Today I don’t want to celebrate the fact that I just finished my second last course of chemo or the good news about my recovery. I want to celebrate meeting Gerrit. I want to remember the brave man who smiled at his missing words and the kindness in his eyes. The love he expressed for his family and the courage to make the most of the hand he was dealt. Salute!

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Stories in late summer

I see it as an honour. I know it is my profession, but I never take for granted that people share personal and intimate stories of their lives with me. It is often under the label or description of “depression” or “anxiety” or “loss”. But as with all labels, they reflect a limited part of the surface. And people’s lives, personalities and relationships have much more depth and texture.  The stories that are weaved between these areas are filled with even more detail, emotion, memories and unconscious material. To tell their stories bring them in touch with Imagewhat happens in their lives, but also with who they are. Often the telling of their stories is a liberating experience, to be able to unburden their load or to break a weighty secret that keeps pulling them down. As Leonard Cohen once sang, “I need to tell my story said one of them so bold. I need to tell my story before I turn into gold

Often the (conscious or unconscious) request that arrives with these stories is for pain or suffering to end. And who would not want that? Especially in our western culture where fantasies of health, wealth, wellness and youth are sold on magazine covers, labels of medicine bottles, pop culture and social media? Who wants to be forever young? Well, the advertisers and those behind the fat wallets are pushing hard to make the sell to us. And within that fantasy the enemies are pain, suffering and ageing. Even on cover of my monthly Runner’s World edition, those smiling with their white teeth and their bodies embraced by the latest running gear are all seemingly in their 20’s, white and healthy. But when I line up for a race or fun run, these front cover “athletes” appear to be in the minority. And still, on public display and in the hearts of people I see in therapy, there is a wish that all problems and those threats to a positive view of life and being human can be solved. Even in my own heart that fantasy does arise.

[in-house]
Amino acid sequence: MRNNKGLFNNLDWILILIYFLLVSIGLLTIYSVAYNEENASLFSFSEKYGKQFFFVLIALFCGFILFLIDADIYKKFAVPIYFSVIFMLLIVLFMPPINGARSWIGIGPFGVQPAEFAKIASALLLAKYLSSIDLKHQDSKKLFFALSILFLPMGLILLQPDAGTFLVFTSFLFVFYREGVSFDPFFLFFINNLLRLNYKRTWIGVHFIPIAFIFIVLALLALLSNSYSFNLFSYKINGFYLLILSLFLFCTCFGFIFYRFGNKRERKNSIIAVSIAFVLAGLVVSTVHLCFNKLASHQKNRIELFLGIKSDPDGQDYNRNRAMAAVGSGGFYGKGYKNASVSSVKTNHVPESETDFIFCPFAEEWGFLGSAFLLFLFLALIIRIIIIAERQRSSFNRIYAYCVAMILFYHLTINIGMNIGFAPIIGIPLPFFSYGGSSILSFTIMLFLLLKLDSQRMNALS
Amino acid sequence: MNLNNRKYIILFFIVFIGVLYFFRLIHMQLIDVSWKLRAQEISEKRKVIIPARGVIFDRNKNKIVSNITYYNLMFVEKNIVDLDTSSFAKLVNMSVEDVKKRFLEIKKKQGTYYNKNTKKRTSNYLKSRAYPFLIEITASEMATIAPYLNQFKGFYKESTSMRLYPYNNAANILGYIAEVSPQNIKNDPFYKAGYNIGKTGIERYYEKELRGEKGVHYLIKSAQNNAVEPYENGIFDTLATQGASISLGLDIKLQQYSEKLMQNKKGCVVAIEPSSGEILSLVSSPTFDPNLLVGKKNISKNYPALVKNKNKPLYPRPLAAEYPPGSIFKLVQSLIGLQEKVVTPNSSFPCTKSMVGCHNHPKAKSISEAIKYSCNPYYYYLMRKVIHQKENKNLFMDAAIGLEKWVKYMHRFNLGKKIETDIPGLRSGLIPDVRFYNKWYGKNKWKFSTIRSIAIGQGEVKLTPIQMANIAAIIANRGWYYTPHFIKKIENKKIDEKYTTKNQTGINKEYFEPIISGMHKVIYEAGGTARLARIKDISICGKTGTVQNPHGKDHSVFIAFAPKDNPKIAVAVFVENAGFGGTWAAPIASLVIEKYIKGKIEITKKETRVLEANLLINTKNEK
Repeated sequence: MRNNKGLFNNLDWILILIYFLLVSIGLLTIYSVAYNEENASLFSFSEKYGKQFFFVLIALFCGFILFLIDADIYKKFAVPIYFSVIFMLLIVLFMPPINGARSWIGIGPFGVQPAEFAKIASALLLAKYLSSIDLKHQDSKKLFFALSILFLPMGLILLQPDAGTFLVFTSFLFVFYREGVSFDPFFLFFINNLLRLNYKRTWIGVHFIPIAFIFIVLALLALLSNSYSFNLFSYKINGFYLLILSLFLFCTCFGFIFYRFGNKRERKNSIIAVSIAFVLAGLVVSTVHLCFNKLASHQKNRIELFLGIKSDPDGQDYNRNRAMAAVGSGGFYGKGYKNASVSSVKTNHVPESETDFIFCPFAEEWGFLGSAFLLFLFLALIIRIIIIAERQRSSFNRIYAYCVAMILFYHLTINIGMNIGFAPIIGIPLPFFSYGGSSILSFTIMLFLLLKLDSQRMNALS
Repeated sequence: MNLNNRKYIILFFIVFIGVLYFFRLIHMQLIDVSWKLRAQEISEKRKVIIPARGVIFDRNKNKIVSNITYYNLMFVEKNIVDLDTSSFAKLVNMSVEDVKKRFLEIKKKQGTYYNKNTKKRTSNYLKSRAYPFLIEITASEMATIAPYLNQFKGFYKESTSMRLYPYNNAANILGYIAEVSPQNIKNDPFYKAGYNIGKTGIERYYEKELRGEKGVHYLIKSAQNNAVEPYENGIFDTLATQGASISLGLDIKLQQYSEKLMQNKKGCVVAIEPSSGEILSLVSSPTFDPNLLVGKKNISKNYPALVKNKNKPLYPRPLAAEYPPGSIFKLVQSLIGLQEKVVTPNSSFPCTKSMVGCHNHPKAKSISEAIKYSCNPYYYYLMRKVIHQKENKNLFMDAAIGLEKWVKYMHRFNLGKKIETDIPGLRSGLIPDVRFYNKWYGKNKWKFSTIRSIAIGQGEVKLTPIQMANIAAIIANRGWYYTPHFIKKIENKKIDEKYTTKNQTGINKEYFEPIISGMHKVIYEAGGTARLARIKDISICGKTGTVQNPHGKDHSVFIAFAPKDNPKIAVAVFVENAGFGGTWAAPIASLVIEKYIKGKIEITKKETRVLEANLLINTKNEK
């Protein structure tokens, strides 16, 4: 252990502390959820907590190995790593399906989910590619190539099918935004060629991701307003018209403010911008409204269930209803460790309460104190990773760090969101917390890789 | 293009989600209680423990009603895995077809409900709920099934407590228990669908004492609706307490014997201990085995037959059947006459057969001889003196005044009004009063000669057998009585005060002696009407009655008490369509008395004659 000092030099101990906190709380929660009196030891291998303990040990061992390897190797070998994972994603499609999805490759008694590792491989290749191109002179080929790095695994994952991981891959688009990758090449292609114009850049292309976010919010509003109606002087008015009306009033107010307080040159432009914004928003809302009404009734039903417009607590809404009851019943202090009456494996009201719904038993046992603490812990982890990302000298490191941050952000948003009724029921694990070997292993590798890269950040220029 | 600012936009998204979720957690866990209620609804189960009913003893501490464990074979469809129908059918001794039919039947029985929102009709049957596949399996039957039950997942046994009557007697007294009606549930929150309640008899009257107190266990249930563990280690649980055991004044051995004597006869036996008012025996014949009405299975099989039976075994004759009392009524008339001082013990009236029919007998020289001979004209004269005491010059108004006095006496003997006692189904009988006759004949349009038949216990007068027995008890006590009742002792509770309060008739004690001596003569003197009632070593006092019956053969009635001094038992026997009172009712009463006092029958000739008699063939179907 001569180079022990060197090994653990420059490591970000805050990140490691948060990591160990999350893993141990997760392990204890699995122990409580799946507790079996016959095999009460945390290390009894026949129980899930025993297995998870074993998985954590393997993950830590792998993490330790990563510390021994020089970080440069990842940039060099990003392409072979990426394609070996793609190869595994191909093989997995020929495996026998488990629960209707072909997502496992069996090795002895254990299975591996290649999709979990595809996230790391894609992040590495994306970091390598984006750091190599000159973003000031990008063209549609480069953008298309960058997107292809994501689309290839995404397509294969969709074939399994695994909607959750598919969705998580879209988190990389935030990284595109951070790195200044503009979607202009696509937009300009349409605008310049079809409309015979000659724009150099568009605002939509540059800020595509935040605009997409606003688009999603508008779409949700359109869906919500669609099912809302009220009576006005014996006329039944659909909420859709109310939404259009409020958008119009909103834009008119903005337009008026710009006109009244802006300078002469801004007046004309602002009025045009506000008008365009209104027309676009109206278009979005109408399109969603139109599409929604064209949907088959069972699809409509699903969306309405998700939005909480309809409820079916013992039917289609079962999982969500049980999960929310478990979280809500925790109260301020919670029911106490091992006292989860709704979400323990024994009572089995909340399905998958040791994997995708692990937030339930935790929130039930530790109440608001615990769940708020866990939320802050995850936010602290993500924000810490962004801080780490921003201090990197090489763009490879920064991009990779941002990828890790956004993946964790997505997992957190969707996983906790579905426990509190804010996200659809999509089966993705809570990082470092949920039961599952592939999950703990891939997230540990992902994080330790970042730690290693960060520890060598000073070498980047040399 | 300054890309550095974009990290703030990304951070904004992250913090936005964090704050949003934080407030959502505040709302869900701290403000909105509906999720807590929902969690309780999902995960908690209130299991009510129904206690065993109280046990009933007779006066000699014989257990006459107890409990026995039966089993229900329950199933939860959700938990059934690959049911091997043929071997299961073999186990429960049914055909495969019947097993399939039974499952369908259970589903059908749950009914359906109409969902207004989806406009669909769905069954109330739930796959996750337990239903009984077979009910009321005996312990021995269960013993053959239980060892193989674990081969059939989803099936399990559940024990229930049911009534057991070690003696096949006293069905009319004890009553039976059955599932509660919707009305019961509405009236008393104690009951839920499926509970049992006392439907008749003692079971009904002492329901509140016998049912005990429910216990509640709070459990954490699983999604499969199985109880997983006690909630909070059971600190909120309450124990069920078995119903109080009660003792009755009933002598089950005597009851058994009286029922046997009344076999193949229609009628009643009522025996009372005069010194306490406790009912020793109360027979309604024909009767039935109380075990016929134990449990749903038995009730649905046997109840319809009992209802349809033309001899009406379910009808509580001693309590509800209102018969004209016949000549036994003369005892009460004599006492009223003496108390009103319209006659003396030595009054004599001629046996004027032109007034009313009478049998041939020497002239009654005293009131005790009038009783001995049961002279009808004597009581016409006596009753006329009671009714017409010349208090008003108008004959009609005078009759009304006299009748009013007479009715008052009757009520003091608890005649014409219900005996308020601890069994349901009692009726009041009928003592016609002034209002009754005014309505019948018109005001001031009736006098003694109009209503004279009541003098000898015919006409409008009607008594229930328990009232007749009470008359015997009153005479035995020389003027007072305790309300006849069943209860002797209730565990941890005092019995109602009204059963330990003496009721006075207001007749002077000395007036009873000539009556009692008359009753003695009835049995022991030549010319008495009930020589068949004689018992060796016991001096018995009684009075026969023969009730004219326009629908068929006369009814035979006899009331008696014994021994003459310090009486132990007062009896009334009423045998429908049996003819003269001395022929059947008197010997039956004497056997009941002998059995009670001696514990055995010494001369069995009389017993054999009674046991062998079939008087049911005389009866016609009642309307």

In part I agree. Pain in its physical form should be investigated and treated.

However, suffering is an intense discomfort that we all face on our life journeys and one without a quick fix or delete button. The death of a love one, the diagnosis of a brain tumour or a friend’s cancer, the unhappiness that crept into a marital relationship over the past 10 years or the awareness that you are not happier since you got that big promotion opens the door to internal turmoil and a collapse of the card-house of positive fantasies. This often happens after you established a family, a career and settled circle of friends. But that platform of ambition and dreams can become a distraction of the realities of life. We all grow older, we all suffer losses and we all drink at the well where the water became stagnant and bitter. It does not spare us. There is no cure for life. As Scott Fitzgerald once said, “In a real dark night of the soul, it is always three o’clock in the morning …” Tragedy is inevitability.

What then do we do with suffering when our distractions, cognitive strategies, helpful friends and intake of medication or alcohol do not bring relieve? How do we approach suffering that cannot be switched off? Maybe that is the point where you stop running, stop bargaining and stop self-medicating. The point where suffering is not the enemy, Wandererbut the door we need to pass through in order to learn about the life we are living and this person we are. Then suffering becomes more that just discomfort and an unwanted emotional experience (which it will remain). Then it might become about meaning, about purpose, about becoming the full complicated, eccentric, individual we are meant to be. This is something that several great leaders have embraced and through their suffering found ways of being that made them larger than life.